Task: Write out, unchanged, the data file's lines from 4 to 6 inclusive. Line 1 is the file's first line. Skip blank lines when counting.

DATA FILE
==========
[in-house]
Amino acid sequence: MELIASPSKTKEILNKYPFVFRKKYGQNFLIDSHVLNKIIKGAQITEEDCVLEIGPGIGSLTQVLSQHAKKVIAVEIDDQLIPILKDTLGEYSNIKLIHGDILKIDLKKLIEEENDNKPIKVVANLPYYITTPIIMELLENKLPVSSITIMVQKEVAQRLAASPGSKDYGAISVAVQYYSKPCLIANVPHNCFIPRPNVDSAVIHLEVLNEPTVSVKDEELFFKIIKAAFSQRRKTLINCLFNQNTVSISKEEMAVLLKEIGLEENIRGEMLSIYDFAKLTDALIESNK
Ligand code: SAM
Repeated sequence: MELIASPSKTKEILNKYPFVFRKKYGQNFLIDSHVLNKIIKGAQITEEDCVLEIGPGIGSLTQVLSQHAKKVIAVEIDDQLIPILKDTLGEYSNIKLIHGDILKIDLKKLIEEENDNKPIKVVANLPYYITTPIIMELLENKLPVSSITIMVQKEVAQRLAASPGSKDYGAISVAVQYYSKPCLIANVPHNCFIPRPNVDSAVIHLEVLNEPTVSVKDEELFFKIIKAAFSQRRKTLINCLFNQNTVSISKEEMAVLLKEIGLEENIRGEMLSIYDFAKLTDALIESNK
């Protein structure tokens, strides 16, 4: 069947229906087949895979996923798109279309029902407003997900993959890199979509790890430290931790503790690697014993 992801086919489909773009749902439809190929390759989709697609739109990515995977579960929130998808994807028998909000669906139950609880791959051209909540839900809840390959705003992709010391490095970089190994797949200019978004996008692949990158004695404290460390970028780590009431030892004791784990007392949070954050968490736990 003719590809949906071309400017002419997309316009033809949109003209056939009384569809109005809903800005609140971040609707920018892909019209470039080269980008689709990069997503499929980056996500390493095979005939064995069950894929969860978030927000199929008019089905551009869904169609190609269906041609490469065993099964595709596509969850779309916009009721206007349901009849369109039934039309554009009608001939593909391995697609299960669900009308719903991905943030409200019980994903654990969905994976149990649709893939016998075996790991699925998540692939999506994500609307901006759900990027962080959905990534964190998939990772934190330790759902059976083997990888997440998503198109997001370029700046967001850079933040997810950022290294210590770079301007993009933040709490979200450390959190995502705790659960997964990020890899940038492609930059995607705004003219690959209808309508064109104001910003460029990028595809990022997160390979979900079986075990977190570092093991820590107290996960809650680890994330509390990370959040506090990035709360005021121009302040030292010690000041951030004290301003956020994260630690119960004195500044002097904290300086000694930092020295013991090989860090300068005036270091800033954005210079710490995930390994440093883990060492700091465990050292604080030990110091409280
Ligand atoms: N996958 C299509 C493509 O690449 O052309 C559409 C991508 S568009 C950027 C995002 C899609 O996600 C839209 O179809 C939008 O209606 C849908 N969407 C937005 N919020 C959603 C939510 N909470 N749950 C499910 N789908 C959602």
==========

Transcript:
Repeated sequence: MELIASPSKTKEILNKYPFVFRKKYGQNFLIDSHVLNKIIKGAQITEEDCVLEIGPGIGSLTQVLSQHAKKVIAVEIDDQLIPILKDTLGEYSNIKLIHGDILKIDLKKLIEEENDNKPIKVVANLPYYITTPIIMELLENKLPVSSITIMVQKEVAQRLAASPGSKDYGAISVAVQYYSKPCLIANVPHNCFIPRPNVDSAVIHLEVLNEPTVSVKDEELFFKIIKAAFSQRRKTLINCLFNQNTVSISKEEMAVLLKEIGLEENIRGEMLSIYDFAKLTDALIESNK
């Protein structure tokens, strides 16, 4: 069947229906087949895979996923798109279309029902407003997900993959890199979509790890430290931790503790690697014993 992801086919489909773009749902439809190929390759989709697609739109990515995977579960929130998808994807028998909000669906139950609880791959051209909540839900809840390959705003992709010391490095970089190994797949200019978004996008692949990158004695404290460390970028780590009431030892004791784990007392949070954050968490736990 003719590809949906071309400017002419997309316009033809949109003209056939009384569809109005809903800005609140971040609707920018892909019209470039080269980008689709990069997503499929980056996500390493095979005939064995069950894929969860978030927000199929008019089905551009869904169609190609269906041609490469065993099964595709596509969850779309916009009721206007349901009849369109039934039309554009009608001939593909391995697609299960669900009308719903991905943030409200019980994903654990969905994976149990649709893939016998075996790991699925998540692939999506994500609307901006759900990027962080959905990534964190998939990772934190330790759902059976083997990888997440998503198109997001370029700046967001850079933040997810950022290294210590770079301007993009933040709490979200450390959190995502705790659960997964990020890899940038492609930059995607705004003219690959209808309508064109104001910003460029990028595809990022997160390979979900079986075990977190570092093991820590107290996960809650680890994330509390990370959040506090990035709360005021121009302040030292010690000041951030004290301003956020994260630690119960004195500044002097904290300086000694930092020295013991090989860090300068005036270091800033954005210079710490995930390994440093883990060492700091465990050292604080030990110091409280
Ligand atoms: N996958 C299509 C493509 O690449 O052309 C559409 C991508 S568009 C950027 C995002 C899609 O996600 C839209 O179809 C939008 O209606 C849908 N969407 C937005 N919020 C959603 C939510 N909470 N749950 C499910 N789908 C959602």